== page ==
Category Archives: Quilt Basic Skills

The quilt that nobody loved


The scrap quilt project … rejected by me and sewn by my mother.

This is a sad story with a happy ending.

It began at a quilt retreat about 3 years ago. The project was to create a mystery quilt, which turned out to be a scrap quilt. Instead of getting a kit of brand new fabrics, the quilt shop staff had been asked to donate their scraps. Many of these scraps, we all recognized, were from discount shops and not good quality fabric. Since I’m too much of a control freak to enjoy mystery quilts, I hadn’t planned to do the project anyway. So this sad bag of scraps and instructions found its way where most castoff’s do … to my mother’s house.

Now my mom is a great quilter and she did a wonderful job making the top. But I felt guilty asking her to quilt it, so it made the trek (once again) from Canada to the United States, where it waited for 18 months for me to put it on the longarm machine. I was dreading doing the quilting. I’m a pretty funky quilter and my mom is a traditionalist — plus I really hated the quilt — so I had no idea what to do. Finally I settled on a pretty pantograph of maple leafs, which I thought would add some texture to the design.


Here’s my husband’s first attempt at un-quilting, as he helped me with a 20-hour rip-out project. Thanks, honey!

I was too embarrassed to take pictures of the pantographs. Let’s just say they were a big mistake. I hadn’t used a pantograph for a couple of years and my lines were atrocious. By the time I was one-third of the way through the quilt, I’d determined that I wasn’t getting any better. With my husband’s help, we spent 20 hours ripping out those darn stitches.

The quilt is now finished and it looks fine. I even sort of like it. I used a star template for the larger white blocks and did a freehand loopy design over the rest of the squares. Hopefully someone will love this quilt, because it’s certainly had a tough beginning!


Here’s the background. Isn’t it perfect for hiding errors? However, trying to pick out black threads on this background was almost impossible. I guess that’s why you’re supposed to do things right the first time!

Longing for my Longarm Skills


This is how little longarming I’ve done in the last few months … I had not even changed the needle since July, when we moved the longarm machine from our living room into our basement. In the course of the move, I buried misplaced  my instruction manual and the packet of needles that worked best. Two weeks ago, I spent 3 hours (no kidding — THREE HOURS OF MY LIFE) trying to find the correct needle and to keep the thread from breaking. I was beyond frustrated.

All I wanted to do was make some Christmas stockings. I had panel yardage and I had loaded 3 yards (which worked out to six Christmas stockings) on my machine. I learned to quilt using panels and I love them, because they are interesting and fun to do. Plus non-quilters think you are a genius!

Yesterday, I finally got the thread issue resolved. I think I might have been putting the needle in backwards. I’m not sure. But I tried again and it worked. And, if I quilted slowly and evenly, the thread stopped breaking.

Back to quilting the panels. Let me rescind my previous statement and say that panels used to be easy and fun to do. They actually require a lot of accuracy and some major planning skills. In addition to feeling clumsy with the longarm, I did a really horrible job of planning my quilting. I had problems exactly tracing the lines and my fill stitches were uneven. I quickly decided that the first panel would be a learning piece. I’m embarrassed to post photos, so you’ll have to use your imagination.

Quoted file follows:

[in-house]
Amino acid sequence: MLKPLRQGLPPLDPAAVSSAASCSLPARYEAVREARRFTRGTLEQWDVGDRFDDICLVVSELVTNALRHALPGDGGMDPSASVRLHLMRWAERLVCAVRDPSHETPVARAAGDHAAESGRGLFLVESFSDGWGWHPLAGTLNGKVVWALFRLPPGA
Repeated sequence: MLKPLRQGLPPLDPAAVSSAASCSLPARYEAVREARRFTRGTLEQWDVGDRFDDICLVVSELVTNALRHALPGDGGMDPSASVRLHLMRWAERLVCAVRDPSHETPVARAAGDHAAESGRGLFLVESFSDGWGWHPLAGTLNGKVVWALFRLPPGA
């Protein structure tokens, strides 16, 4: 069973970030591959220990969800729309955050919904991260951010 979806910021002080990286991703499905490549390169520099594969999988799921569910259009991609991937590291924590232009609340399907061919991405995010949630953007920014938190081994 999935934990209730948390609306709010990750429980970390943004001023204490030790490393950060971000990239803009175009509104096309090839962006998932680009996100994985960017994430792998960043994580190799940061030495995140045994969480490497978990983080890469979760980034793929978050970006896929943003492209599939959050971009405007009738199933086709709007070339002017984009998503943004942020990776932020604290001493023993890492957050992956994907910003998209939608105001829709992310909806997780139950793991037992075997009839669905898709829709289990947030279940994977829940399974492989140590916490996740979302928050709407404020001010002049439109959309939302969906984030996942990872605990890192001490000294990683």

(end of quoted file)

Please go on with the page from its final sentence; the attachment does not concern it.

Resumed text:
Today’s lesson is: Practice makes perfect, while lack of practice makes you feel like crap. My longarming muscles are clearly out of shape. However I’m in a lot better position today than I was last week, now that I’ve got my threading issues resolved.

There is one more issue. Unless my quilting skills return with lightening speed, there’s no way I’m going to be happy with those Christmas stockings. Now I need to figure out new gifts for the people on my list

Sunday Sewing Day Totally Sucked!


For the past several weeks, I have been taking a weekly wellness course at our local hospital. The basis of the course is that our lives need to be in balance. We were asked to set goals in the following areas of our lives: relationships, career/finance, health/fitness, spirituality and mental/emotional. Let’s just say that I’ve been focusing almost totally on my new career, with a bit of time carved out for exercise. I wasn’t the class model of a balanced life!

Yesterday, I came up with the idea of designating Sunday for recreation. (I believe I am the first person to declare Sunday as a day of rest!!!!!) So I admitted to a couple of friends that I was rededicating myself to quilting. After a wonderful morning walking in one of Long Island’s beautiful parks, I came home excited to sew.

Since you’ve already read the headline, it should come as no surprise that yesterday did not go well. I had decided to quilt a few Christmas stocking panels on my longarm. (You may recall that, over the summer, we moved my longarm from our living room into the basement.) First of all, the fabric I’d chosen wasn’t stored as neatly as it could have been — and it all needed ironing. Then I spent 90 minutes trying to keep the thread from breaking, because I couldn’t remember what kind of needle worked best, I couldn’t find my notes in the piles of yet-to-be-put-away papers that related to my longarm, and I seemed to have forgotten the precise needle placement tricks that I knew a year ago. By 4:00 PM, I was done with Sunday Sewing Day and ready to go back to work!